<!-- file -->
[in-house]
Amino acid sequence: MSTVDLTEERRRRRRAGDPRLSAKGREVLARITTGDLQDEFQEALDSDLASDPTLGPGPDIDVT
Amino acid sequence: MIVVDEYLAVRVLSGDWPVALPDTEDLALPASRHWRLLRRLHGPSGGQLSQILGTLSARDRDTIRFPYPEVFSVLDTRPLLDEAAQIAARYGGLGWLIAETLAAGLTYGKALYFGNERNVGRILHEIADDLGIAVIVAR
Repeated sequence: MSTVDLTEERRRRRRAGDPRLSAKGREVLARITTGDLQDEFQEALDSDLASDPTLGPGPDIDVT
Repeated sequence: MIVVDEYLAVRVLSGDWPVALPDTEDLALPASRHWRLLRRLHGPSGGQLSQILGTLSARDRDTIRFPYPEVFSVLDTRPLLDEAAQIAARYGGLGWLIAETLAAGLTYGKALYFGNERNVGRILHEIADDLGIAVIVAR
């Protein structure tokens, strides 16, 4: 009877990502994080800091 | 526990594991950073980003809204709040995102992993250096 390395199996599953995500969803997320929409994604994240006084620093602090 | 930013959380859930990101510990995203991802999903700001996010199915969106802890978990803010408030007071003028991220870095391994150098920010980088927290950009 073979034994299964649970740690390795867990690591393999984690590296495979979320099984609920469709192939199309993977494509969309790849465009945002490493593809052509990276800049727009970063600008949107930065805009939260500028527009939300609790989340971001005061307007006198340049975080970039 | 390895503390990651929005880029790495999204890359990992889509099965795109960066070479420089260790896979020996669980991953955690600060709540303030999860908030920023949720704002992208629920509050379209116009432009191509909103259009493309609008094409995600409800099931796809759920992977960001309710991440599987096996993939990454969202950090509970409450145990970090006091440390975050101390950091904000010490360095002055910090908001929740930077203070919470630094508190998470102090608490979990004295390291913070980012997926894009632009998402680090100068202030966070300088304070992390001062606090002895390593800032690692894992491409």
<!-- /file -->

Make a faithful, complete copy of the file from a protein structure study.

[in-house]
Amino acid sequence: MSTVDLTEERRRRRRAGDPRLSAKGREVLARITTGDLQDEFQEALDSDLASDPTLGPGPDIDVT
Amino acid sequence: MIVVDEYLAVRVLSGDWPVALPDTEDLALPASRHWRLLRRLHGPSGGQLSQILGTLSARDRDTIRFPYPEVFSVLDTRPLLDEAAQIAARYGGLGWLIAETLAAGLTYGKALYFGNERNVGRILHEIADDLGIAVIVAR
Repeated sequence: MSTVDLTEERRRRRRAGDPRLSAKGREVLARITTGDLQDEFQEALDSDLASDPTLGPGPDIDVT
Repeated sequence: MIVVDEYLAVRVLSGDWPVALPDTEDLALPASRHWRLLRRLHGPSGGQLSQILGTLSARDRDTIRFPYPEVFSVLDTRPLLDEAAQIAARYGGLGWLIAETLAAGLTYGKALYFGNERNVGRILHEIADDLGIAVIVAR
């Protein structure tokens, strides 16, 4: 009877990502994080800091 | 526990594991950073980003809204709040995102992993250096 390395199996599953995500969803997320929409994604994240006084620093602090 | 930013959380859930990101510990995203991802999903700001996010199915969106802890978990803010408030007071003028991220870095391994150098920010980088927290950009 073979034994299964649970740690390795867990690591393999984690590296495979979320099984609920469709192939199309993977494509969309790849465009945002490493593809052509990276800049727009970063600008949107930065805009939260500028527009939300609790989340971001005061307007006198340049975080970039 | 390895503390990651929005880029790495999204890359990992889509099965795109960066070479420089260790896979020996669980991953955690600060709540303030999860908030920023949720704002992208629920509050379209116009432009191509909103259009493309609008094409995600409800099931796809759920992977960001309710991440599987096996993939990454969202950090509970409450145990970090006091440390975050101390950091904000010490360095002055910090908001929740930077203070919470630094508190998470102090608490979990004295390291913070980012997926894009632009998402680090100068202030966070300088304070992390001062606090002895390593800032690692894992491409």